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I need to prove that the limit function of a function series is differentiable on $[a,\infty)$, where $a>0$. I wanted to use the theorem that the function series has a derivative if the function is continuously differentiable, the function series is pointwise convergent and and the function series with the derivative of the function is uniformly convergent. The function is $\sum\limits_{n=1}^\infty \frac{1}{n^2+n^3x}.$ I have proven that it is continuous and uniformly convergent, hence also pointwise convergent. In order to prove that $\sum\limits_{n=1}^\infty \frac{-1}{n(nx+1)^2}$ is uniformly convergent on $[a,\infty)$, I wanted to prove that $\sum\limits_{n=1}^\infty \frac{-1}{n(na+1)^2}$ is pointwise convergent and then use the Weierstrass M-test to conclude that $\sum\limits_{n=1}^\infty \frac{-1}{n(nx+1)^2}$ is uniformly convergent on $[a,\infty)$. However I can prove that it is uniformly convergent for $a>1$ and $a=1$, as $\frac{1}{n^2}$ is a convergent majorant, but I got stuck if $0<a<1$. So how could I prove that it is then also convergent? The ratio test fails.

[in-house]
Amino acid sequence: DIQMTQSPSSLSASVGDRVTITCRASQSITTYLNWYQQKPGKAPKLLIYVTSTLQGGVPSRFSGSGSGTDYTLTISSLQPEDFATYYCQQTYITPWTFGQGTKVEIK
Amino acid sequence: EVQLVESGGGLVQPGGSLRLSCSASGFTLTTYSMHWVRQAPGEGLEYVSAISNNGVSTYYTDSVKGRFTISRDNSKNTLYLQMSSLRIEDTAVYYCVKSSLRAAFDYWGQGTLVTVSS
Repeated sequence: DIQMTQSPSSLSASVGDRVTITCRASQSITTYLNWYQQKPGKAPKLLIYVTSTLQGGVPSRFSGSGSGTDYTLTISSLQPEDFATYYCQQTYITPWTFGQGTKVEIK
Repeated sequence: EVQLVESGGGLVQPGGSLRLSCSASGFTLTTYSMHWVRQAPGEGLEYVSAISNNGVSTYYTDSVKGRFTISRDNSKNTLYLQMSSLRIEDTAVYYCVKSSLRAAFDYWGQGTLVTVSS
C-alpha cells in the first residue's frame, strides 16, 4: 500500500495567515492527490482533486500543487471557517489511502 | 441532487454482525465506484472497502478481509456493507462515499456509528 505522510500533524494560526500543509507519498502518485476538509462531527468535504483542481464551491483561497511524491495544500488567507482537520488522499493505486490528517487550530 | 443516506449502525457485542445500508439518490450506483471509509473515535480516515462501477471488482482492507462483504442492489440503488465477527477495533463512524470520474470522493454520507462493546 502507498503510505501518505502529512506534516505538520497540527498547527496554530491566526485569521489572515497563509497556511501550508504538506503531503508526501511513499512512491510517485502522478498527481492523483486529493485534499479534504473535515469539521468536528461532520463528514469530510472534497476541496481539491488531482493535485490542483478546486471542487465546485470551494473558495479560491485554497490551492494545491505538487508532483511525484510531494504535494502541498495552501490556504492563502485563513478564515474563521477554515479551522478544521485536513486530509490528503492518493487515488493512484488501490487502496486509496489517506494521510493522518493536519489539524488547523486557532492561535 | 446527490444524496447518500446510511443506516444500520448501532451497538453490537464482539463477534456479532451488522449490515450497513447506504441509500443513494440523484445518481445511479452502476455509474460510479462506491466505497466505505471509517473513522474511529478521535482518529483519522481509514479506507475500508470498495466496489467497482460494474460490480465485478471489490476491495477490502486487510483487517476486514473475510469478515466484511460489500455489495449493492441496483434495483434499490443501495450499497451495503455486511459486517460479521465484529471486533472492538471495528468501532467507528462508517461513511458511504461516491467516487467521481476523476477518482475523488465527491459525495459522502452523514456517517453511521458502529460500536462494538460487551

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  • $\begingroup$ Can you use the fact that $an\le an+1$? $\endgroup$ – kimchi lover Jan 25 at 16:58
  • $\begingroup$ I don't think so, because then you get $n(na)^2=n^3a$, but you can't be sure that this is smaller than $n^2$ $\endgroup$ – C. Elias Jan 25 at 17:40
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Using the notation of the Wikipedia article on the Weierstrass M test: You want to know if $\sum_{n\ge1} \frac{-1}{n(nx+1)^2}$ converges uniformly on $A=[a,\infty)$,where $a$ is a positive real constant. Note that for $x\in A$ you have $|f_n(x)|\le \frac 1 {n(na+1)^2}$. But $$\sum_{n\ge1} M_n \le \frac 1 {a^2} \sum_{n\ge1}\frac 1 {n^3}<\infty,$$ which you should recognize as a convergent series.

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  • $\begingroup$ Thank you very much!! $\endgroup$ – C. Elias Jan 25 at 19:07

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